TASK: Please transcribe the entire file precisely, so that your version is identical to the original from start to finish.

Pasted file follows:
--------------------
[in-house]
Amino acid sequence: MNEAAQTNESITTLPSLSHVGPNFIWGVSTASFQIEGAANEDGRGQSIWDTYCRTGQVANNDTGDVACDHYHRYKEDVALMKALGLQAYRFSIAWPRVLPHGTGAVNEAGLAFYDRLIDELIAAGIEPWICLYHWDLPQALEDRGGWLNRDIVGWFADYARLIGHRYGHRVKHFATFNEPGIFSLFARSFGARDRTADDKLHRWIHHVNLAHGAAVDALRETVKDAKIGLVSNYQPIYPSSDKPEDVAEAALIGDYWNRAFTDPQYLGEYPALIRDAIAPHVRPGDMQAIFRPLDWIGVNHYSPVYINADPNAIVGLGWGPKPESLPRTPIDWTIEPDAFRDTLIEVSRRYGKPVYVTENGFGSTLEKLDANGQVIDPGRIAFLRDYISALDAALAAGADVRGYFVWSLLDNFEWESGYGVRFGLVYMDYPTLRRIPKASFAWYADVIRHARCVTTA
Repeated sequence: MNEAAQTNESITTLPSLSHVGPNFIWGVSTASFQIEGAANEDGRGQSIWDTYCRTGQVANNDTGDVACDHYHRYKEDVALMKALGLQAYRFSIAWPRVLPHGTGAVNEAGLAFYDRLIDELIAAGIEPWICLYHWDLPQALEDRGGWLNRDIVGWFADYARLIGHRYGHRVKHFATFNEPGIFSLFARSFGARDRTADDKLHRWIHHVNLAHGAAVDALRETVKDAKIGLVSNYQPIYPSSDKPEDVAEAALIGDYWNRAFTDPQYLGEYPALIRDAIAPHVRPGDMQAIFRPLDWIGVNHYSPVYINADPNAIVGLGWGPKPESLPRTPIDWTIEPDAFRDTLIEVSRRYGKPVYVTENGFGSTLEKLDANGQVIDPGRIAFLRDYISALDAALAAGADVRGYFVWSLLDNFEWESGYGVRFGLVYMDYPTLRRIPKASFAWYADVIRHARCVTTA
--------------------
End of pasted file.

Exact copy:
[in-house]
Amino acid sequence: MNEAAQTNESITTLPSLSHVGPNFIWGVSTASFQIEGAANEDGRGQSIWDTYCRTGQVANNDTGDVACDHYHRYKEDVALMKALGLQAYRFSIAWPRVLPHGTGAVNEAGLAFYDRLIDELIAAGIEPWICLYHWDLPQALEDRGGWLNRDIVGWFADYARLIGHRYGHRVKHFATFNEPGIFSLFARSFGARDRTADDKLHRWIHHVNLAHGAAVDALRETVKDAKIGLVSNYQPIYPSSDKPEDVAEAALIGDYWNRAFTDPQYLGEYPALIRDAIAPHVRPGDMQAIFRPLDWIGVNHYSPVYINADPNAIVGLGWGPKPESLPRTPIDWTIEPDAFRDTLIEVSRRYGKPVYVTENGFGSTLEKLDANGQVIDPGRIAFLRDYISALDAALAAGADVRGYFVWSLLDNFEWESGYGVRFGLVYMDYPTLRRIPKASFAWYADVIRHARCVTTA
Repeated sequence: MNEAAQTNESITTLPSLSHVGPNFIWGVSTASFQIEGAANEDGRGQSIWDTYCRTGQVANNDTGDVACDHYHRYKEDVALMKALGLQAYRFSIAWPRVLPHGTGAVNEAGLAFYDRLIDELIAAGIEPWICLYHWDLPQALEDRGGWLNRDIVGWFADYARLIGHRYGHRVKHFATFNEPGIFSLFARSFGARDRTADDKLHRWIHHVNLAHGAAVDALRETVKDAKIGLVSNYQPIYPSSDKPEDVAEAALIGDYWNRAFTDPQYLGEYPALIRDAIAPHVRPGDMQAIFRPLDWIGVNHYSPVYINADPNAIVGLGWGPKPESLPRTPIDWTIEPDAFRDTLIEVSRRYGKPVYVTENGFGSTLEKLDANGQVIDPGRIAFLRDYISALDAALAAGADVRGYFVWSLLDNFEWESGYGVRFGLVYMDYPTLRRIPKASFAWYADVIRHARCVTTA